"The one thing I've learned over the years is to not be afraid of coming into things with a beginner's mindset. If you feel like you know everything, you end up missing everything."
Troy Carter is a talent manager and investor based in Los Angeles. He is the founder and CEO of Q&A, a technology and media company which supports the music business through distribution, services, and data analytics. Carter’s career took off when he founded Atom Factory in 2010, where he served as CEO and managed superstars including Lady Gaga and John Legend. Before Q&A, he also served as Global Head of Creator Services at Spotify and was named Entertainment Advisor to the Prince Estate in 2017.
As an investor, Carter is interested in the intersection of technology and culture. He formed the investment firm AF Square, where his early investments include Uber, Lyft, Dropbox, Spotify, Warby Parker, theSkimm, Blavity, Gimlet Media, Thrive Market, PlayVs, and FazeClan. Carter also currently serves as a trustee for The Aspen Institute, Los Angeles County Museum of Art, and CalArts.
In this interview, Troy Carter shares early advice he received from Will Smith, how his entrepreneurial spirit has guided him throughout his career, and insight on COVID-19’s impact on the music industry. He also opens up about the importance of meditation for his mental health and his complex relationship to the art world.
TGL: How was your childhood?
TC: I found myself getting into trouble because of my curiosity, I have always been inquisitive and on this journey to learn. I grew up in Philly, the early 80s were my formative years. That's when hip hop was really being born, graffiti culture, DJ culture, and a new style of fashion had come in as well. I found myself so intrigued with this emerging culture, and that's what made me fall in love with music.
TGL: When did you know what you wanted to do?
TC: In ninth grade, I was part of a rap group called 2 Too Many. We had this crazy idea if we met Jazzy Jeff and Fresh Prince, they would give us a record deal and sign us. We would go and wait outside of Jazzy Jeff's studio every day until they finally let us in months later. We met Will Smith, his manager James Lassiter and their crew. They took me under their wing and taught me a lot. Will and Jeff were the first guys to really make it famous out of our neighborhood. At that time, coming from a poor neighborhood in Philly, and seeing these guys become international stars was mesmerizing. Will always had the attitude that thoughts become things. If you can conjure it up in your imagination, you can execute on it. It works both ways: negative thoughts turn into negative things, positive thoughts turn into positive things. Coming from a place where you didn't see success or wealth or a lot of positivity, to all of a sudden have this person feed my spirit with this new information, giving me books to read and words to learn…that was my turning point. There was no looking back from there.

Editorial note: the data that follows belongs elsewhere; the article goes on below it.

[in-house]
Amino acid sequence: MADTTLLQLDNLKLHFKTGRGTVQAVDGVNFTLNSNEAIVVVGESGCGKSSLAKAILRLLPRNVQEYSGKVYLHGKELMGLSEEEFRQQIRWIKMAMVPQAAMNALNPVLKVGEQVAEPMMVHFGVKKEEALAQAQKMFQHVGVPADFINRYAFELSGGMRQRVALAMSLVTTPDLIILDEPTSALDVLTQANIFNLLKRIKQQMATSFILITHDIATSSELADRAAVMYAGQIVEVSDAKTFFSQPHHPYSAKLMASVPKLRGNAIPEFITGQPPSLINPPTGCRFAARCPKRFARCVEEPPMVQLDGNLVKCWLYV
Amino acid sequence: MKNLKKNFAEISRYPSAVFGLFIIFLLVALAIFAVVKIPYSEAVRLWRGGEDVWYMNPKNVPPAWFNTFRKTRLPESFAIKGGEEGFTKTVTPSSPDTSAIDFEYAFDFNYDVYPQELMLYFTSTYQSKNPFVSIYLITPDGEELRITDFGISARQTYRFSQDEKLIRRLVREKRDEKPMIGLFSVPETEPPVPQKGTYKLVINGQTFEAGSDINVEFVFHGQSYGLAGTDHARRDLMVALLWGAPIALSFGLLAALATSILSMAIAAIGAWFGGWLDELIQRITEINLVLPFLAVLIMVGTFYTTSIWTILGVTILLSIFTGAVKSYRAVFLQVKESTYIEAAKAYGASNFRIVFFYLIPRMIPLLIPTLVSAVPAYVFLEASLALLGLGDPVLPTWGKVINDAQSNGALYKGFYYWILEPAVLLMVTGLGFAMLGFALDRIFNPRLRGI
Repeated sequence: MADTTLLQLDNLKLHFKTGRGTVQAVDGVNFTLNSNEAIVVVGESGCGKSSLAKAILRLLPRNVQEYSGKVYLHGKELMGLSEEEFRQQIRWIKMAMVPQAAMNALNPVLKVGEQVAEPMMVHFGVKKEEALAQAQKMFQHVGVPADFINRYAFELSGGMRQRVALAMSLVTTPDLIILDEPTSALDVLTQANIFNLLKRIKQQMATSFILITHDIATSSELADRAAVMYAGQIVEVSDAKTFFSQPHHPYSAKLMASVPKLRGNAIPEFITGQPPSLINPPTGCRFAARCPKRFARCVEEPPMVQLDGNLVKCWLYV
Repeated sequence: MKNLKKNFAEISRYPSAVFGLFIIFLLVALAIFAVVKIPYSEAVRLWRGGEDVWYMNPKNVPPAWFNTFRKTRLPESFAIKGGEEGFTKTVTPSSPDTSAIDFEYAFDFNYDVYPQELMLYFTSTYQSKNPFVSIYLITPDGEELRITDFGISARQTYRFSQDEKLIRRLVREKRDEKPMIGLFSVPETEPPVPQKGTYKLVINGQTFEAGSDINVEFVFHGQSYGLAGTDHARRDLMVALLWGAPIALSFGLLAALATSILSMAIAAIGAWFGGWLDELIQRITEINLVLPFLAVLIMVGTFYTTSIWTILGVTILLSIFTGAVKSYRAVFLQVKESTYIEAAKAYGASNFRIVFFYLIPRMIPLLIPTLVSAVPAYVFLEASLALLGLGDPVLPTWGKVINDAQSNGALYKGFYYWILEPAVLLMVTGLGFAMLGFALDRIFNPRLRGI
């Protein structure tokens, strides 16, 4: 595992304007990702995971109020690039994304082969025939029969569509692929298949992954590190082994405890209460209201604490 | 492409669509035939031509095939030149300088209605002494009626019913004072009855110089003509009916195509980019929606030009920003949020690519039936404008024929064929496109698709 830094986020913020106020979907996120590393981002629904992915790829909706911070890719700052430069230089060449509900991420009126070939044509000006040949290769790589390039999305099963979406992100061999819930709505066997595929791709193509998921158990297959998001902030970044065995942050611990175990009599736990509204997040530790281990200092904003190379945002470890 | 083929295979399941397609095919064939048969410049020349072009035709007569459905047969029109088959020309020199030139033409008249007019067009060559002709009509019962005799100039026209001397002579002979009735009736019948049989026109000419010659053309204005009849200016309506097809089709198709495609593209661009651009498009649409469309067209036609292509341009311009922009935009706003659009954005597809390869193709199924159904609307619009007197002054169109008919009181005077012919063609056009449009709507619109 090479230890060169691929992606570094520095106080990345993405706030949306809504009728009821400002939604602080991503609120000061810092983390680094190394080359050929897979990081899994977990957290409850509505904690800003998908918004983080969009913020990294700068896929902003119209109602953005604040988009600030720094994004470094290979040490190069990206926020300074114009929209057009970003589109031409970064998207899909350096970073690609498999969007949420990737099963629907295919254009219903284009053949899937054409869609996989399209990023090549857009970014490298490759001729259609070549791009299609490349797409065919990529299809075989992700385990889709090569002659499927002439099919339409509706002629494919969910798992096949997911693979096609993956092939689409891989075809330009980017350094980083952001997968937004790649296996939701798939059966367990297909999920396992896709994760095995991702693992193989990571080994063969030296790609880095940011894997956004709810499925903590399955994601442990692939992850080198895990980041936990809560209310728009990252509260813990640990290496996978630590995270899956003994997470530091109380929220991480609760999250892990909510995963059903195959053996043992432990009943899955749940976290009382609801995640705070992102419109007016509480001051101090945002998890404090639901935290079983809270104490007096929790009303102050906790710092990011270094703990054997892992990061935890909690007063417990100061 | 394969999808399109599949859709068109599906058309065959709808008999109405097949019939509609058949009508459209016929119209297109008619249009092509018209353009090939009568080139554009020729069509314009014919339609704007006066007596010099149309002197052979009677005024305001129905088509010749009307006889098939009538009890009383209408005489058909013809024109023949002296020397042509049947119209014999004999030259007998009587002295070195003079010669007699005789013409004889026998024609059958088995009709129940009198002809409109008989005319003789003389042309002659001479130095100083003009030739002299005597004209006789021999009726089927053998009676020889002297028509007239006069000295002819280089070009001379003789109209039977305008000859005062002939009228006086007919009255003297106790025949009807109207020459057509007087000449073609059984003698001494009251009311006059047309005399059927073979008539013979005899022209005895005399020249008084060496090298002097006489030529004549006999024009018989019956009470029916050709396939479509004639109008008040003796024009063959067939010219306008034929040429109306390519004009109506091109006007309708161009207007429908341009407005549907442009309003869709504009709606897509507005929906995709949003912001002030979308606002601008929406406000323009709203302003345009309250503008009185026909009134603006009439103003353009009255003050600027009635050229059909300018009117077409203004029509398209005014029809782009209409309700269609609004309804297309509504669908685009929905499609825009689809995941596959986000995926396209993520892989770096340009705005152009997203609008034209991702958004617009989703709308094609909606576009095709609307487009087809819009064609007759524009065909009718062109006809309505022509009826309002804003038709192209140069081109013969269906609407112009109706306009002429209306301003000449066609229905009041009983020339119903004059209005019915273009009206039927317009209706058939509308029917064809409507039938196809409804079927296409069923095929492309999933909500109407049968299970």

TGL: When did you move to Los Angeles and how did this happen?
TC: The first time I moved to Los Angeles was to work as James Lassiter's assistant. I was the worst assistant ever, and he fired me. I ended up leaving LA and going back to Philly. When I moved back to Philly, I was promoting shows, doing this and that. I started managing Eve just after she got her record deal. She was my first real client, and I helped her navigate what it meant to be a brand-new artist. I finally had this opportunity to help her grow her career, and at the same time, help me grow my career. Me and my partner Jay Erving built the talent management company Erving Wonder and sold it to Sanctuary in 2004, and then moved back to LA. Eve started a TV series, and we helped open up Sanctuary's West Coast division.
TGL: Your deal with Sanctuary did not work out, can you describe why?
TC: About a year into the deal, I realized it wasn't the right cultural fit. As an entrepreneur, you learn a lot about culture and what you want as an entrepreneur, but more importantly, what you want as a person. What feeds your soul. Working directly with artists, breaking artists, and building a company with my best friend, that was the culture we loved. The culture at Sanctuary turned into an entirely corporate environment versus the fun startup culture we had built. I decided to buy the company back, and start a new company, and Eve was going to be the first client, but she fired me after I started the new company. That was probably the most challenging professional time of my career. I had spent all of my money on starting this new business. I bought a house, my family had moved to LA. Then, the 2007/2008 financial crisis hit.
TGL: What was your mindset through this challenging period?